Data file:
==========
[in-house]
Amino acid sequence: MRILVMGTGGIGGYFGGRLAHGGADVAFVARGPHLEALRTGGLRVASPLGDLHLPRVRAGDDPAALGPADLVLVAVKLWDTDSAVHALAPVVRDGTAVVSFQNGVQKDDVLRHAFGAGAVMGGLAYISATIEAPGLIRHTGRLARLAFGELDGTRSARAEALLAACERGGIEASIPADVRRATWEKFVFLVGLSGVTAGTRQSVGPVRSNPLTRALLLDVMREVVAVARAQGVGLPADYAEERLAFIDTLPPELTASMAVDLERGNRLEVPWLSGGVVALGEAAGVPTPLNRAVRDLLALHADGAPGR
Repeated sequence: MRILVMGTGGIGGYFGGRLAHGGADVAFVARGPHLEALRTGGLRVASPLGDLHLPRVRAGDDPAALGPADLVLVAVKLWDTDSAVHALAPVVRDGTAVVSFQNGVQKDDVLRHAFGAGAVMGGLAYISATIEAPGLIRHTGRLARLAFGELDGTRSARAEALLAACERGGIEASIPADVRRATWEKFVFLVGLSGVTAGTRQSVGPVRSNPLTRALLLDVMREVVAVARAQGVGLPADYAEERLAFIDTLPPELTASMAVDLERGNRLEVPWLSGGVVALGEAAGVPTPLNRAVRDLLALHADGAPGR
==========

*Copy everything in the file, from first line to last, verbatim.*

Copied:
[in-house]
Amino acid sequence: MRILVMGTGGIGGYFGGRLAHGGADVAFVARGPHLEALRTGGLRVASPLGDLHLPRVRAGDDPAALGPADLVLVAVKLWDTDSAVHALAPVVRDGTAVVSFQNGVQKDDVLRHAFGAGAVMGGLAYISATIEAPGLIRHTGRLARLAFGELDGTRSARAEALLAACERGGIEASIPADVRRATWEKFVFLVGLSGVTAGTRQSVGPVRSNPLTRALLLDVMREVVAVARAQGVGLPADYAEERLAFIDTLPPELTASMAVDLERGNRLEVPWLSGGVVALGEAAGVPTPLNRAVRDLLALHADGAPGR
Repeated sequence: MRILVMGTGGIGGYFGGRLAHGGADVAFVARGPHLEALRTGGLRVASPLGDLHLPRVRAGDDPAALGPADLVLVAVKLWDTDSAVHALAPVVRDGTAVVSFQNGVQKDDVLRHAFGAGAVMGGLAYISATIEAPGLIRHTGRLARLAFGELDGTRSARAEALLAACERGGIEASIPADVRRATWEKFVFLVGLSGVTAGTRQSVGPVRSNPLTRALLLDVMREVVAVARAQGVGLPADYAEERLAFIDTLPPELTASMAVDLERGNRLEVPWLSGGVVALGEAAGVPTPLNRAVRDLLALHADGAPGR